Phil Silver
Phil is director of business development for Urban Insights, responsible for managing industry engagement around the firm’s consulting services and technology offerings. He brings nearly 25 years’ experience of new market development in both the public and private sectors, and speaks regularly on developing new multi-modal urban mobility models that combine traveler convenience with real-time predictive demand management tools for operators and authorities.

Urbanomics Mobility Project

Friday, October 09, 2015

Urbanomics Mobility Project: Opportunity to leverage transit analytics capabilities with MasterCard’s consumer reporting

Historically, detailed information about the interrelationships between urban travel and how it relates to cultivating or maintaining a healthy economy has not been available to inform urban growth strategies.  Welcome, The Urbanomics Mobility Project.  The Urbanomics Mobility Project leverages Urban Insights’ #transit analytics capabilities with MasterCard’s commerce and economic activity reporting to better understand these factors. It establishes many firsts by applying data science directly to the smart cities movement and urban and commercial planning. It is the first time urban planners and developers have unprecedented visibility into the population’s economic impact within an urban environment and the transportation network that supports it.

In cities, population demographics are quite varied, and data about individuals’ spending and economic impact associated with geographies are less clear. The way people move about is more amorphous than in suburban sprawl, where choices made are determined by available transportation options and personal preferences, such as willingness to walk and tolerance for travel times.

In the Urbanomics Mobility Project, we call this paradigm the travel horizon—the relative ease with which a person can access particular locations to conduct necessary and elective personal business. The shape, or spatial footprint, of an individual’s travel horizon can be quite unique based upon mode preferences, the distance or time a person is willing to travel, cost and convenience.

The Urbanomics Mobility Project will be officially launched in Washington, D.C. at Smart Cities Week on September 15, 2015 and available commercially in early 2016.  With the launch of the Project, will be the delivery of a new data gathering and analysis platform for planning smart cities, growing economies, and putting in place the necessary transportation infrastructure and services.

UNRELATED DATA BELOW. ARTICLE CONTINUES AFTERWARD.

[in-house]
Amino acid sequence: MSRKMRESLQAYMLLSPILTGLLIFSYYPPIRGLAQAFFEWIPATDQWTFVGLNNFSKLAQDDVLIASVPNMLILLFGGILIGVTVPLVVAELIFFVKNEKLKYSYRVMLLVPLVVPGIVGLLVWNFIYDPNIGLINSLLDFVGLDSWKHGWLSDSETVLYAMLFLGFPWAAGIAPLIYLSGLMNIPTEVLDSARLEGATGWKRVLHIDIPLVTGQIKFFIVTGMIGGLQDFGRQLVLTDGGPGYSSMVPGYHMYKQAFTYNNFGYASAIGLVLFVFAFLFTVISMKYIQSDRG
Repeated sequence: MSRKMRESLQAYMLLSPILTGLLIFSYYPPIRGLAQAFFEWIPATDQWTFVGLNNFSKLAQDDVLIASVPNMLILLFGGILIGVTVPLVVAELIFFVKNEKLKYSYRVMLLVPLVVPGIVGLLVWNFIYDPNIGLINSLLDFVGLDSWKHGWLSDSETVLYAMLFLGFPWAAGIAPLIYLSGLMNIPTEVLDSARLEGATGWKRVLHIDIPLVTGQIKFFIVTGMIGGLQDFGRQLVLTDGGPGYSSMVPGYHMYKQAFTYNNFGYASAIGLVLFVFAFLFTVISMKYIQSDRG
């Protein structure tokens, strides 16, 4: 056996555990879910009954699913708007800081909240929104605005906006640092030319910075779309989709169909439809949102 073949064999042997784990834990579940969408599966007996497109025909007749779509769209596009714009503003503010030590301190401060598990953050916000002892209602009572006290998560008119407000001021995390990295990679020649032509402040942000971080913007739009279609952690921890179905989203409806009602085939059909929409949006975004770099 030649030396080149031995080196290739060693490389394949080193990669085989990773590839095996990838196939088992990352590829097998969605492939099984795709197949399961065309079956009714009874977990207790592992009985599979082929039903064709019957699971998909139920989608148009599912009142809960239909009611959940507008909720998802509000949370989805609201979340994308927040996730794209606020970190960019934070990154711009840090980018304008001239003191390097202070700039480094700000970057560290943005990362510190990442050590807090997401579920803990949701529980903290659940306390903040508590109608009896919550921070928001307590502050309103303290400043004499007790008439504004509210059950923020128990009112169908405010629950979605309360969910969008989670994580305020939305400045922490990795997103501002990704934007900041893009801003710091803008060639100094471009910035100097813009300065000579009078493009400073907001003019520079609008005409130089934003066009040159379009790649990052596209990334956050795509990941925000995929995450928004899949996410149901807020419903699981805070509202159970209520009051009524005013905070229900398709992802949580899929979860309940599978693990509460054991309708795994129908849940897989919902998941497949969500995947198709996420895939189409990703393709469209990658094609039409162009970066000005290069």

According to Shyam, Kannan, Professor of Urban and Regional Planning, Georgetown University and Managing Director, Office of Planning, Washington Metropolitan Area Transit Authority:

“The urban investor community has been at a competitive disadvantage to their suburban counterparts because of the paucity of reliable data to quantify the market potential of urban neighborhoods. The national investment models have no way to quantify the impact of urban people generators – museums, transit hubs, fabulous public parks, walkable urban neighborhoods – on market potential. This project holds the promise of actually quantifying the upside of the urban marketplace, which will provide investors an underwritable blueprint for investment strategies for urban neighborhoods and cities as a whole.” 

The data assets and tools resulting from the Urban Mobility Project will be compelling to decision makers and planners for public and private sector entities such as:

  • Transit Authorities and Agencies – ability to recognize underserved locations and pockets of opportunity leading to a balanced mobility
  • Land-Use Authorities – gaining better understanding of where critical services and amenities are needed to drive sustainable urban growth
  • Economic developers, site consultants, relocation firms, real estate trusts and investors
  • Urban planners, city and regional governments, public service agencies, real estate developers and commercial businesses
  • Social Services – ability to provision services where they are most accessible to the populations that need them
  • Retailers and Merchants – having visibility into the categories of products and services that may be underrepresented or absent for particular communities

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